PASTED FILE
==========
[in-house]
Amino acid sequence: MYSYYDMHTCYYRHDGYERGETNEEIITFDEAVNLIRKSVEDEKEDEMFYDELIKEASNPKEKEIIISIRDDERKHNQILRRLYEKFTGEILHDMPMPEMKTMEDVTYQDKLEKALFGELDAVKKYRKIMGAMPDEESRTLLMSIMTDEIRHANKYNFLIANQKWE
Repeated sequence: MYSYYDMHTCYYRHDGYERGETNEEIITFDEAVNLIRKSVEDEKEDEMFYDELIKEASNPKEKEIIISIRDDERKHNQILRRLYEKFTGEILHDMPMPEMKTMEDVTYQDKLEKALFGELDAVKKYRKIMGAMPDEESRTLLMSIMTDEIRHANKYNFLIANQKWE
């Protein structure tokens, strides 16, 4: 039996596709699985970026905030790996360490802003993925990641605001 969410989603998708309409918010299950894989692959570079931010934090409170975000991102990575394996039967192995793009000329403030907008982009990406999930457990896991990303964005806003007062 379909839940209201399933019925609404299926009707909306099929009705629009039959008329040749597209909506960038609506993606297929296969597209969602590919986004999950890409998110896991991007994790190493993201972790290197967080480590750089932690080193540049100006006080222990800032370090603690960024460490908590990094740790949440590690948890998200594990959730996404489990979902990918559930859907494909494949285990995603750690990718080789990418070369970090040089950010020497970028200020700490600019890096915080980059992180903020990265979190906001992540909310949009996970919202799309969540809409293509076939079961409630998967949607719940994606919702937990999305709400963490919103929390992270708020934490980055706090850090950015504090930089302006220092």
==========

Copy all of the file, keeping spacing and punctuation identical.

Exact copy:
[in-house]
Amino acid sequence: MYSYYDMHTCYYRHDGYERGETNEEIITFDEAVNLIRKSVEDEKEDEMFYDELIKEASNPKEKEIIISIRDDERKHNQILRRLYEKFTGEILHDMPMPEMKTMEDVTYQDKLEKALFGELDAVKKYRKIMGAMPDEESRTLLMSIMTDEIRHANKYNFLIANQKWE
Repeated sequence: MYSYYDMHTCYYRHDGYERGETNEEIITFDEAVNLIRKSVEDEKEDEMFYDELIKEASNPKEKEIIISIRDDERKHNQILRRLYEKFTGEILHDMPMPEMKTMEDVTYQDKLEKALFGELDAVKKYRKIMGAMPDEESRTLLMSIMTDEIRHANKYNFLIANQKWE
């Protein structure tokens, strides 16, 4: 039996596709699985970026905030790996360490802003993925990641605001 969410989603998708309409918010299950894989692959570079931010934090409170975000991102990575394996039967192995793009000329403030907008982009990406999930457990896991990303964005806003007062 379909839940209201399933019925609404299926009707909306099929009705629009039959008329040749597209909506960038609506993606297929296969597209969602590919986004999950890409998110896991991007994790190493993201972790290197967080480590750089932690080193540049100006006080222990800032370090603690960024460490908590990094740790949440590690948890998200594990959730996404489990979902990918559930859907494909494949285990995603750690990718080789990418070369970090040089950010020497970028200020700490600019890096915080980059992180903020990265979190906001992540909310949009996970919202799309969540809409293509076939079961409630998967949607719940994606919702937990999305709400963490919103929390992270708020934490980055706090850090950015504090930089302006220092």